BRIEFING: The MH-60R is the Navy’s next-generation
submarine hunter and surface attack helicopter designed
to replace SH-60B and SH-60F. The MH-60R’s primary
mission areas encompass undersea warfare, surface warfare, area surveillance and combat identification. Secondary
mission areas include search and rescue, vertical replenishment, naval surface fire support, logistics support, personnel
transport, medical evacuation and ultra-high frequency
communication relay. The modular design of the MH-60R
provides greater surveillance capabilities, flexibility and more
options to address multiple mission requirements with a single platform.
The MH-60R is equipped with a glass cockpit — common
with the MH-60S, with functionally equivalent workstations —
and employ the AQS-22F Airborne Low-Frequency Sonar,
sonobuoys, acoustic processing, ALQ-210 Electronic Support
Measures, APS- 147 or APS- 153 Multimode Imaging Radar,
AAS-44C Generation 3 infrared sensor, an Integrated Self-Defense Suite and an Organizational Level Interactive Electronic
Technical Manuals System. Additionally, it has four external
stores stations that can carry various combinations of torpedoes, missiles or external fuel tanks.
The MH-60R completed operational evaluation in
September 2005 and reached IOC in December 2005 with
HSM- 41, the MH-60R West Coast fleet replacement squadron. HSM- 71 was established in January 2007 as the first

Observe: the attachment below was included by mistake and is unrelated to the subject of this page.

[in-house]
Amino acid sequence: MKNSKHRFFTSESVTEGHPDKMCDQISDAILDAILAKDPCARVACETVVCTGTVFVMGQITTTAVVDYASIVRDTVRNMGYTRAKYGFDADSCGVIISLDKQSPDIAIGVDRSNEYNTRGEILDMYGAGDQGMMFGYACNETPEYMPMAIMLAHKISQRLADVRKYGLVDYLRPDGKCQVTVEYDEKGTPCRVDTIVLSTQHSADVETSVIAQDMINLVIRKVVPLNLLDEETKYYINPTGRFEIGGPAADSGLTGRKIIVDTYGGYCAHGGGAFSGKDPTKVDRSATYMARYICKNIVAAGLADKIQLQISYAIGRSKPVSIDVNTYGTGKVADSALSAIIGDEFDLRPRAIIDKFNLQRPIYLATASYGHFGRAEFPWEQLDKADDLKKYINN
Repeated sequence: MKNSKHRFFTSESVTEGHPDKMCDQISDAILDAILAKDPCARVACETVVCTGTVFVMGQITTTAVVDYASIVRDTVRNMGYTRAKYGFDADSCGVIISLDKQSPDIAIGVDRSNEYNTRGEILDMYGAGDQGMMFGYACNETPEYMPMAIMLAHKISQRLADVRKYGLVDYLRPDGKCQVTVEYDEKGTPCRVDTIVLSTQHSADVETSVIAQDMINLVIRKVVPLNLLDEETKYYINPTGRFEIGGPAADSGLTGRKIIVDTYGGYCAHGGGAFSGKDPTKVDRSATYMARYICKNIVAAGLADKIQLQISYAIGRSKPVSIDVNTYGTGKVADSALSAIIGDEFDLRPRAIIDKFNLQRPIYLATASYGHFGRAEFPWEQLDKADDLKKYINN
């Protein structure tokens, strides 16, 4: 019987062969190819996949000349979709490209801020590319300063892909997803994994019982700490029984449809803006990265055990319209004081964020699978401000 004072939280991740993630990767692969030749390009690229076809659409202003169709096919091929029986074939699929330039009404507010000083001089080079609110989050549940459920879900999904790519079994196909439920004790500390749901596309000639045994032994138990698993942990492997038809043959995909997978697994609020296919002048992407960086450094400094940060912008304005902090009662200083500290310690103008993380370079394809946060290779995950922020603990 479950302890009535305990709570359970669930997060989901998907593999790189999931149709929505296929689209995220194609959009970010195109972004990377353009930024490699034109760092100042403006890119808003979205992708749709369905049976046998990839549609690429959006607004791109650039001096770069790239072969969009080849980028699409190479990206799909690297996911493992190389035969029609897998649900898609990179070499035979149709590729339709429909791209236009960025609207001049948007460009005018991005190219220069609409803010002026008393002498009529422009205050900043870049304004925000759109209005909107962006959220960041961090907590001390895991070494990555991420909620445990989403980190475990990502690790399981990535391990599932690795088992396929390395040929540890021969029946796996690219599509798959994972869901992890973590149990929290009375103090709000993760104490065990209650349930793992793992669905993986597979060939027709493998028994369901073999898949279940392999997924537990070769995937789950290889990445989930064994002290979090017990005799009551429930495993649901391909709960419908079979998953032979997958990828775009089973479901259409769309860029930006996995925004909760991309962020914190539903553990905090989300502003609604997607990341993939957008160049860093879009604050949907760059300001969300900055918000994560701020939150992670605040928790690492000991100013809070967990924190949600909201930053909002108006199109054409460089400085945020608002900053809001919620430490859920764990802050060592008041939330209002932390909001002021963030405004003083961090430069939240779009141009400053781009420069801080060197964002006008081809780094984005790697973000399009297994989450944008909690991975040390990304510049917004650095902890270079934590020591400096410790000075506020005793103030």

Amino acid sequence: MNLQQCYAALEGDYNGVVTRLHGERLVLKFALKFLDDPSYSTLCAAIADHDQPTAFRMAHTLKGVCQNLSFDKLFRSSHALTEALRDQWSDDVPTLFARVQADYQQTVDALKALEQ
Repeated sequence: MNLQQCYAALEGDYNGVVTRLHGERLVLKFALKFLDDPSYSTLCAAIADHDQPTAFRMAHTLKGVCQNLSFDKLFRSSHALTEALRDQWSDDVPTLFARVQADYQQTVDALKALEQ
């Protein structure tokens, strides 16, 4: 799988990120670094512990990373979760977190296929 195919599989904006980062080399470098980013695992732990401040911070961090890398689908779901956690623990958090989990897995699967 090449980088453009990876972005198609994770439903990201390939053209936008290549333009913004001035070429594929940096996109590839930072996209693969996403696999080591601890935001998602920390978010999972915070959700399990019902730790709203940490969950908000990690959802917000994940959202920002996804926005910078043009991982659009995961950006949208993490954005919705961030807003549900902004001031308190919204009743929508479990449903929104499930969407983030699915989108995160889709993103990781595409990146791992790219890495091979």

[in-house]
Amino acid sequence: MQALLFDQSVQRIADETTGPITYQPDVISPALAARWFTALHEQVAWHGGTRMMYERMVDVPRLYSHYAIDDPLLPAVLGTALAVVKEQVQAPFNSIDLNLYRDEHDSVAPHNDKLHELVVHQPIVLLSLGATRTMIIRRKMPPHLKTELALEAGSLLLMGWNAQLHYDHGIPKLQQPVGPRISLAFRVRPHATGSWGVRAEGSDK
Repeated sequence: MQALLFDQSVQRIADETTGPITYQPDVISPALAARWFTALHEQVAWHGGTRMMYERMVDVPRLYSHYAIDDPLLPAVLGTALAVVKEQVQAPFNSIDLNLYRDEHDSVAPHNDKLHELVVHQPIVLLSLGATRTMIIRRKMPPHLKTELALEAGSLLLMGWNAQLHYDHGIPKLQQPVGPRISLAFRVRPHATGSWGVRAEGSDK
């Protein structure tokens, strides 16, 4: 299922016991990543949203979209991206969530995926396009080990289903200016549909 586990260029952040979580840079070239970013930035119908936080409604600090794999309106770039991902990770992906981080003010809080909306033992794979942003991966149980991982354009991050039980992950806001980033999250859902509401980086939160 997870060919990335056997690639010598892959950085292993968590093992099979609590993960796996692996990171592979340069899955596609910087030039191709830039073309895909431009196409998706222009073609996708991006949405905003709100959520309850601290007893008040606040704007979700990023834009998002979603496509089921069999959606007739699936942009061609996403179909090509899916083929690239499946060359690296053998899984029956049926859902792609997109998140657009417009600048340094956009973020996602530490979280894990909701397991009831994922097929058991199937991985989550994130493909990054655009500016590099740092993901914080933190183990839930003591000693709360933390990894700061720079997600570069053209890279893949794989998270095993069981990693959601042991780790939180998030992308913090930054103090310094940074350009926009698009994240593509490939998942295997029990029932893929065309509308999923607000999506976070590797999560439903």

operational MH-60R squadron and took the MH-60R on its
first deployment in 2009. HSL- 47 became the first SH-60B
squadron to transition to the MH-60R and was redesignated
HSM- 77. The Navy’s current plans call for a total of 280 aircraft, of which 231 were in service in October 2016.
Additionally, the U.S. Navy has three foreign MH-60R
partners: Australia received its 24th and final MH-60R in July
2016, Denmark has taken delivery of four of nine MH-60Rs
and in July 2015 the Royal Saudi Arabian Navy agreed to purchase 10 MH-60Rs.
BRIEFING: The MH-60S is a multimission platform that has
replaced the HH-1N, UH-3H and H-46D helicopters and will
replace the HH-60H. It performs several missions, including
combat logistics support, vertical replenishment, amphibious
search and rescue, combat search and rescue, utility support
and airborne mine countermeasures (AMCM). To support
these missions, three MH-60S configurations are being
fielded: a combat support configuration, an AMCM configuration and an armed helicopter configuration.
The MH-60S combat support configuration reached IOC in
August 2002, replacing the H-46D-series helicopters in the
vertical replenishment and utility roles.
The AMCM-equipped MH-60S configuration will detect,
localize and neutralize sea-based mines to clear the path for
battle groups. AMCM systems being developed for this configuration include the AES- 1 Airborne Laser Mine-Detection
System (ALMDS) and the Airborne Mine-Neutralization
System. The MH-60S AMCM systems technology is a critical
aspect in enabling the littoral combat ship to perform required
organic minesweeping operational capabilities. The AMCM-equipped MH-60S configuration reached IOC in 2014. The
MH-60S conducted an early deployment to the Middle East
with the ALMDS mine-hunting system in summer 2014.
The MH-60S armed helicopter configuration provides
a robust capability in the areas of combat search and rescue, maritime interdiction operations and surface warfare.
It includes eight Hellfire missiles and up to 38 Advanced
Precision Kill Weapon System laser-guided 2.75-inch rockets,
2.75-inch unguided Hydra 70 rockets, M197 20mm Gatling
gun and Fixed Forward Firing Weapons, and the AAS-44C
infrared sensor system. Additionally, the mission kit gives the
crew capability to fire the M240 7.62mm guns from the port
and starboard gunners’ windows and GAU- 21 .50-caliber guns
from the port and starboard cabin doors. The armed MH-60S
reached IOC in 2007 and was deployed for the first time in
January 2009 with HSC- 8.